Automotive Blog

Restart your car to continue driving


A taste of things to come?  In what is being reported as a first for the automotive sector, Tesla are about to ‘push’ operating system software updates wirelessly to over 100 of its Model S EVs already out on the roads.  The software, which will patch the car’s core systems and recalibrate the range indicator on the dashboard, will be distributed via the embedded 3G mobile connection in the car, and also via the driver’s home wi-fi network if the car is able to connect to it.  Drivers will be alerted to the update, and given the chance to schedule it for a convenient time (the car will need to be parked for the 2 hours the update will take), but they will not be able to opt out of the process.

EVs, including the Nissan Leaf, Chevrolet Volt (Opel Ampera) and Tesla’s Model S, are proving a useful test-bed for telematics technologies, partly due to the EV’s need to be in contact with the supporting infrastructure, especially for range prediction and charging.  But such technologies are spreading rapidly into more mainstream products, and it is surely only a matter of time before cars ‘check in’ for software updates on a regular basis, in much the same way as our PCs and Macs have been doing for years.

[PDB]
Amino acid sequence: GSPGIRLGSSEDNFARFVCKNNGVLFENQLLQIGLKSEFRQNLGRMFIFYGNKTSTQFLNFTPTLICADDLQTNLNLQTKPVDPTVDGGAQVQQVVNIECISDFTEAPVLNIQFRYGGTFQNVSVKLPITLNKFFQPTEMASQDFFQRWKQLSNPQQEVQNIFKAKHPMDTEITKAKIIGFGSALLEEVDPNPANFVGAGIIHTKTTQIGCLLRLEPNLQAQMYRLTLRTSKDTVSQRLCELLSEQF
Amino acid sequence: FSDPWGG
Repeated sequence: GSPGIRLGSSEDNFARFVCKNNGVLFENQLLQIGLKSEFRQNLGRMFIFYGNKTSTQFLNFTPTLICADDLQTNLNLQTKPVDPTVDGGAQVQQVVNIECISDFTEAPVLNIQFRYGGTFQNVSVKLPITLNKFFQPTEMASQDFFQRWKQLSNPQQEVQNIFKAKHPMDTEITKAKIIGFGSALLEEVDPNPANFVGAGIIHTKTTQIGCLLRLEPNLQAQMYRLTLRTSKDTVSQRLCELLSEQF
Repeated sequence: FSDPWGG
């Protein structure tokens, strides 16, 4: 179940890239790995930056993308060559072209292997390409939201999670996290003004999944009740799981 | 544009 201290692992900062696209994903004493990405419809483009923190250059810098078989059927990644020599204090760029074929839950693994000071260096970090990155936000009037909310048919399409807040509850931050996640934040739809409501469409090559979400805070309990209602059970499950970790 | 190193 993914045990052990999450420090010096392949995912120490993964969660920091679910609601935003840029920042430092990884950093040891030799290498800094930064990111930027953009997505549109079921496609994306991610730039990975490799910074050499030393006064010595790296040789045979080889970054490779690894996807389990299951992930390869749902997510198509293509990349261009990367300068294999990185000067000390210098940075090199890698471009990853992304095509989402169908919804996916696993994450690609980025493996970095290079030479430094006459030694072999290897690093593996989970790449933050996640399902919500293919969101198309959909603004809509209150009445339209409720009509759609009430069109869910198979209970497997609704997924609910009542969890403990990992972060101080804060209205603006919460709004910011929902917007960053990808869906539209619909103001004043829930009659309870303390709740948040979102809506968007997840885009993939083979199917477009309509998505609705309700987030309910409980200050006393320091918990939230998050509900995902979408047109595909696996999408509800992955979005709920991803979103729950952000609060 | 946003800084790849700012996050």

The prospect of cars being remotely configured and updated raises a number of questions that the sector will need to address; here are just a few.  Traditionally, software updates have been performed by dealers, often without the customer even knowing, whilst the car is in the workshop for regular service.  What will happen to this dealer role?  If an independent garage encounters a car where the driver has ignored an update warning, will they need to perform the update process themselves before they can complete any other jobs?  If the driver is made aware via the car’s on-board screen of the need for software updates on a regular basis, will this alter their perception of the quality of the car?  And, if an update brings new or improved functionality (as might be the case today with navigation system updates), then should the customer be charged (just as you would be to upgrade the Apple iOS on your iPhone), or will updates be bundled into the overall acquisition package?  Either way, this implies a more direct, ongoing, and systematic relationship between the car and driver, and the manufacturer; and we would call this a taste of things to come.

Source: Wired. Image: Tesla


Written by Andrew Tongue

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